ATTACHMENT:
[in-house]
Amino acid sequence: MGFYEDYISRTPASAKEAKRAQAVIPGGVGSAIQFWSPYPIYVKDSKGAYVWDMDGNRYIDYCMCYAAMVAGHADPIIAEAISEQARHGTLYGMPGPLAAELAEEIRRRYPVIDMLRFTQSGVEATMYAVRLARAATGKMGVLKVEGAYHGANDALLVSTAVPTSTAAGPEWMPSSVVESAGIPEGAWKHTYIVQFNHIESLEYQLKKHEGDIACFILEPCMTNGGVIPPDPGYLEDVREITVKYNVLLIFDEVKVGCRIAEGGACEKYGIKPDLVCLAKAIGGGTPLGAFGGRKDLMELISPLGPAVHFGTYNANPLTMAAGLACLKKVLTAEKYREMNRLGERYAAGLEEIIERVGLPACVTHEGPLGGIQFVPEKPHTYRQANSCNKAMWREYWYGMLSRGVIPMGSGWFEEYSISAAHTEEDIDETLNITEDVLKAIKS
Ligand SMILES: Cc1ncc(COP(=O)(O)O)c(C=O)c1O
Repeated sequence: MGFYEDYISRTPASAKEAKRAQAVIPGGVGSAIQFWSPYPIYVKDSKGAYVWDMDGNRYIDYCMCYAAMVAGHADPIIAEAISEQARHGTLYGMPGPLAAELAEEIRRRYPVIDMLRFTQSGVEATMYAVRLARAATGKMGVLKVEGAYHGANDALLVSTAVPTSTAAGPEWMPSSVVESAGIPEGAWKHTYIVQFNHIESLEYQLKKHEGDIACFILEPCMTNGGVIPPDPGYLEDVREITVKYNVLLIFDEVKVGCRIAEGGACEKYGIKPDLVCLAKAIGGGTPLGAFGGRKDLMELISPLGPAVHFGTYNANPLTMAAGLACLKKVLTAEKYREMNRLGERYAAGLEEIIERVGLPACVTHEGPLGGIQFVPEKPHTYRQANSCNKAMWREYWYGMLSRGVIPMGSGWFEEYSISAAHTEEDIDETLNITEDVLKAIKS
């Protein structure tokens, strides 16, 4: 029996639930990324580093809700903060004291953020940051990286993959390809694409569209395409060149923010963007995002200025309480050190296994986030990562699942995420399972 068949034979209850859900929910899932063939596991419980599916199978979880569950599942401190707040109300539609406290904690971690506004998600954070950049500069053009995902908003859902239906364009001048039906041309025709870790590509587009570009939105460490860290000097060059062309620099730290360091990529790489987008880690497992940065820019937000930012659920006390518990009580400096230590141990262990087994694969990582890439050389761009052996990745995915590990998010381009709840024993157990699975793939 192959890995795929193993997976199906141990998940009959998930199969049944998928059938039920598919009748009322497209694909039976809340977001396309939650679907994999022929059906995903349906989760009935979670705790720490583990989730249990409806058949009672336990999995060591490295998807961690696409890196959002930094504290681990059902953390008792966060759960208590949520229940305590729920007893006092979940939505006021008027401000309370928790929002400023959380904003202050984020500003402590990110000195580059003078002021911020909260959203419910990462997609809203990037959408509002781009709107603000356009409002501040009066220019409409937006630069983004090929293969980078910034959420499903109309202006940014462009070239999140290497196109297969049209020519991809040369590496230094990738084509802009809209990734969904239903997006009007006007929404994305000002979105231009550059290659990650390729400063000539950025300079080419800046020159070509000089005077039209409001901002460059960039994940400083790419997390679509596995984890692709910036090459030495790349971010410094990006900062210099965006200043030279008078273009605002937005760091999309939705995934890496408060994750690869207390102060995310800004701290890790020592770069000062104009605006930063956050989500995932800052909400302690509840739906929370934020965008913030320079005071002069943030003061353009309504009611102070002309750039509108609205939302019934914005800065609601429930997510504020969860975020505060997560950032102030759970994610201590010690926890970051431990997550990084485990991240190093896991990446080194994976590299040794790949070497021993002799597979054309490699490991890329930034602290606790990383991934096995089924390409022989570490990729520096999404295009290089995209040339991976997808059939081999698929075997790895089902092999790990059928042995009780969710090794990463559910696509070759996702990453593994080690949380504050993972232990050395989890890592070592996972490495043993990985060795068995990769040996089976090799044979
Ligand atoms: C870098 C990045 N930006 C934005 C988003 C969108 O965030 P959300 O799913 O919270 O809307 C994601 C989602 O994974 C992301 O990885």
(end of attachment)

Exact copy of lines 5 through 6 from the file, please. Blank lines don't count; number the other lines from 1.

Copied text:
């Protein structure tokens, strides 16, 4: 029996639930990324580093809700903060004291953020940051990286993959390809694409569209395409060149923010963007995002200025309480050190296994986030990562699942995420399972 068949034979209850859900929910899932063939596991419980599916199978979880569950599942401190707040109300539609406290904690971690506004998600954070950049500069053009995902908003859902239906364009001048039906041309025709870790590509587009570009939105460490860290000097060059062309620099730290360091990529790489987008880690497992940065820019937000930012659920006390518990009580400096230590141990262990087994694969990582890439050389761009052996990745995915590990998010381009709840024993157990699975793939 192959890995795929193993997976199906141990998940009959998930199969049944998928059938039920598919009748009322497209694909039976809340977001396309939650679907994999022929059906995903349906989760009935979670705790720490583990989730249990409806058949009672336990999995060591490295998807961690696409890196959002930094504290681990059902953390008792966060759960208590949520229940305590729920007893006092979940939505006021008027401000309370928790929002400023959380904003202050984020500003402590990110000195580059003078002021911020909260959203419910990462997609809203990037959408509002781009709107603000356009409002501040009066220019409409937006630069983004090929293969980078910034959420499903109309202006940014462009070239999140290497196109297969049209020519991809040369590496230094990738084509802009809209990734969904239903997006009007006007929404994305000002979105231009550059290659990650390729400063000539950025300079080419800046020159070509000089005077039209409001901002460059960039994940400083790419997390679509596995984890692709910036090459030495790349971010410094990006900062210099965006200043030279008078273009605002937005760091999309939705995934890496408060994750690869207390102060995310800004701290890790020592770069000062104009605006930063956050989500995932800052909400302690509840739906929370934020965008913030320079005071002069943030003061353009309504009611102070002309750039509108609205939302019934914005800065609601429930997510504020969860975020505060997560950032102030759970994610201590010690926890970051431990997550990084485990991240190093896991990446080194994976590299040794790949070497021993002799597979054309490699490991890329930034602290606790990383991934096995089924390409022989570490990729520096999404295009290089995209040339991976997808059939081999698929075997790895089902092999790990059928042995009780969710090794990463559910696509070759996702990453593994080690949380504050993972232990050395989890890592070592996972490495043993990985060795068995990769040996089976090799044979
Ligand atoms: C870098 C990045 N930006 C934005 C988003 C969108 O965030 P959300 O799913 O919270 O809307 C994601 C989602 O994974 C992301 O990885």